How many times were you working with Lookup Fields and just when you were about to pick a value, you found out that it’s not there. How many clicks did you have to make to get to the Lookup List, add the new Lookup Item, get back to where you were first and add your item? While it sounds trivial, it’s the only way things can be done in out of the box SharePoint. You could of course create a whole new Custom Field Type which would contain an “Add new item” link, but there is an easier way to get this done.
Yesterday I wrote my first PowerShell script. During that process I’ve discovered quite a few things – new to me being a .NET developer.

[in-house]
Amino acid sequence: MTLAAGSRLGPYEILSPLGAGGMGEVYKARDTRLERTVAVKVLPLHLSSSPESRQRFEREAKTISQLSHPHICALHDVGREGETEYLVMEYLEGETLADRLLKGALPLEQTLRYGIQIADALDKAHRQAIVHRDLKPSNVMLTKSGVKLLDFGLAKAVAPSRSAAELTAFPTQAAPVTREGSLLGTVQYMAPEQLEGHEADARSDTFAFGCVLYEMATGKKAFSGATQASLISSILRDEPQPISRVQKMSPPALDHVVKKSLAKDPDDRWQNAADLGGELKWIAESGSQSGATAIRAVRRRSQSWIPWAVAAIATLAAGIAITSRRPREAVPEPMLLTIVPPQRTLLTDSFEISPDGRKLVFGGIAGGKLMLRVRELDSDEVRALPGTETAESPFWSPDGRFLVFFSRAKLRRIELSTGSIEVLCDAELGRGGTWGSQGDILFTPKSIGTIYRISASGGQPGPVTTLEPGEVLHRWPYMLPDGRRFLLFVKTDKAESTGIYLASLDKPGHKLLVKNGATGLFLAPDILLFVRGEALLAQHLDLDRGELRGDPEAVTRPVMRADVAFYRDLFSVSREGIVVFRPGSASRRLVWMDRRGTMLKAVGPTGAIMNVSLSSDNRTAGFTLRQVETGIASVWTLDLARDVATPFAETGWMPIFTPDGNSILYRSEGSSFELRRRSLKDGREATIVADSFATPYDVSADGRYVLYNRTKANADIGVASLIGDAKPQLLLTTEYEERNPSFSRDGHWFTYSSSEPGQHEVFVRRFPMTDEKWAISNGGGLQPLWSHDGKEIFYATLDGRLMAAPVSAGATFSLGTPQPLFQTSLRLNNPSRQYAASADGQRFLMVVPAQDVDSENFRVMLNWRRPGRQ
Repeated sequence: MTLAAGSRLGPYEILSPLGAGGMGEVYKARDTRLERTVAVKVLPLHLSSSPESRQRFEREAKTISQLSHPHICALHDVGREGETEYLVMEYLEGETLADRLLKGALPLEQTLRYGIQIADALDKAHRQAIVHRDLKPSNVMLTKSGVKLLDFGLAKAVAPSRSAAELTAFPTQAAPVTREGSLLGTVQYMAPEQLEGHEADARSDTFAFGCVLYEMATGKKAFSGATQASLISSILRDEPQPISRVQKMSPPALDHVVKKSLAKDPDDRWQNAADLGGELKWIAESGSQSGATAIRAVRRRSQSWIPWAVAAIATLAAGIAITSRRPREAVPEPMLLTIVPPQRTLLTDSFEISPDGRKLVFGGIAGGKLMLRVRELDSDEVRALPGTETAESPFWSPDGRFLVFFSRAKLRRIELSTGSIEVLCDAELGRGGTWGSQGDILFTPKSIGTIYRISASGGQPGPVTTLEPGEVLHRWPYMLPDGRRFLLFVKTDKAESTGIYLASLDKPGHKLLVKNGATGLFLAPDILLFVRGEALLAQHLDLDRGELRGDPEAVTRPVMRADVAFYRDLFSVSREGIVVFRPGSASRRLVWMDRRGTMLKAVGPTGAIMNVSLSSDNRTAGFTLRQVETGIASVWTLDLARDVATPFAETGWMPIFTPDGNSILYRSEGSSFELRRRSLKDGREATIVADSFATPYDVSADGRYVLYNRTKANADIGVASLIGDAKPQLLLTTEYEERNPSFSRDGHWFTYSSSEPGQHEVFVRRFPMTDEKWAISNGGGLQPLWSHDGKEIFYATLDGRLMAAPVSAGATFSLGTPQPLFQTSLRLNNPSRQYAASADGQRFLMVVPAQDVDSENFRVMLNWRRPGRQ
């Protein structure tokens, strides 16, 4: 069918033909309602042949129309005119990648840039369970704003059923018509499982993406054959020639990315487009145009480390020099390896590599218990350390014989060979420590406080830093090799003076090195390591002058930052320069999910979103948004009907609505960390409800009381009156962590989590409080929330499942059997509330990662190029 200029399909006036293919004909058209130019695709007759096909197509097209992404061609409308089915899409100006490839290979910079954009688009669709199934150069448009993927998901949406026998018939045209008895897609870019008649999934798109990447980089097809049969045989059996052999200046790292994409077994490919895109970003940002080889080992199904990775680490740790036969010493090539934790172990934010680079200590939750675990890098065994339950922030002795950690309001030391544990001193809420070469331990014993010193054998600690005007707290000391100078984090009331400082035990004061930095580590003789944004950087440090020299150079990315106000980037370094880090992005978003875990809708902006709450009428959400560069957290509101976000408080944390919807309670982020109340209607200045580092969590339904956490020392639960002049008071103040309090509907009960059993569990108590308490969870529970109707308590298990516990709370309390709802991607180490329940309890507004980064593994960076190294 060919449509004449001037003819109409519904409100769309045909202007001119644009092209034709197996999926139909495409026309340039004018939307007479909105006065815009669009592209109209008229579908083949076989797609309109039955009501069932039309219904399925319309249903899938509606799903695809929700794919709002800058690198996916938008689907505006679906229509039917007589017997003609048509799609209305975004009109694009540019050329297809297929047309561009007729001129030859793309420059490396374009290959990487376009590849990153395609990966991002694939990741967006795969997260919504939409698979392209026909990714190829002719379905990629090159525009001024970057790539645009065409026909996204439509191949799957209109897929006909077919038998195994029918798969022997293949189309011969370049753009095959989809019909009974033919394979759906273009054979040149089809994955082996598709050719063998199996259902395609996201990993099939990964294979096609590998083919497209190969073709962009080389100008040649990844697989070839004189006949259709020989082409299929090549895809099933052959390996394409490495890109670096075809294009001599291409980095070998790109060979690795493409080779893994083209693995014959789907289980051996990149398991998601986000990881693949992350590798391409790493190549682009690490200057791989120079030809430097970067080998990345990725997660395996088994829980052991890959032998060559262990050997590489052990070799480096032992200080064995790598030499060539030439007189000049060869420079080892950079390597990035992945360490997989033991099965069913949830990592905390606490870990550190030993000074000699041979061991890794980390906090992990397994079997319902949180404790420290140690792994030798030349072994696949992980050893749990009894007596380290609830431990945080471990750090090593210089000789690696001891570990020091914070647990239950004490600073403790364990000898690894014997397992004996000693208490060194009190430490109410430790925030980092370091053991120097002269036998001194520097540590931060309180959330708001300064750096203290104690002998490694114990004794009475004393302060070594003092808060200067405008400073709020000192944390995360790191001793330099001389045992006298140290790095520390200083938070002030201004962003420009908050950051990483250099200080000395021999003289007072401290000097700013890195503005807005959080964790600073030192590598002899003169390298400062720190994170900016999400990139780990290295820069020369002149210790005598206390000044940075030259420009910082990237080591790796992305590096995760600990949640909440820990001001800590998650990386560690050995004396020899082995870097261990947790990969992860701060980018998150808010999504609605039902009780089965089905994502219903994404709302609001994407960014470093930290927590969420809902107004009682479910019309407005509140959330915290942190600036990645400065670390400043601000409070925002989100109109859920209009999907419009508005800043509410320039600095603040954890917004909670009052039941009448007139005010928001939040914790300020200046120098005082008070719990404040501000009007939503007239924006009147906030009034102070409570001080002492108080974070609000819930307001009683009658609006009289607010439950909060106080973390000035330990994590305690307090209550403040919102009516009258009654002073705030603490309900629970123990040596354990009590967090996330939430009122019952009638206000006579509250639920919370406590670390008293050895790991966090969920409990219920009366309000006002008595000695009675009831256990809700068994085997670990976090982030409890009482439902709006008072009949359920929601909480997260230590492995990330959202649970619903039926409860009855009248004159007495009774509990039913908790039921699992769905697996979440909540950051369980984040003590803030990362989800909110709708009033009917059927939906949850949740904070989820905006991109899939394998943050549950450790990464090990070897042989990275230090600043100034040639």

We all know Microsoft Office SharePoint Server (MOSS) 2007 Web Content Management (WCM) solutions for their Pages URL’s. Purist web designers/developers hate SharePoint not only for the fact that it’s injecting something into URL’s but mostly for the inability of changing anything about it. And while many people think that SharePoint and semantic URL’s just don’t play along, it turns out that there is a solution – one that doesn’t involve a single line of custom code.
SharePoint ships with the SPBuiltInFieldId class which allows you to access the ID’s of all the out-of-the-box available fields using intellisense. This is very important in scenarios when your solution heavy relies on custom development and working with list items. The SPBuiltInFieldId class makes working with Content Types and Columns easier: instead of typing the names you can use the Properties of the SPBuiltInFieldId and get to all the standard SharePoint fields using intellisense.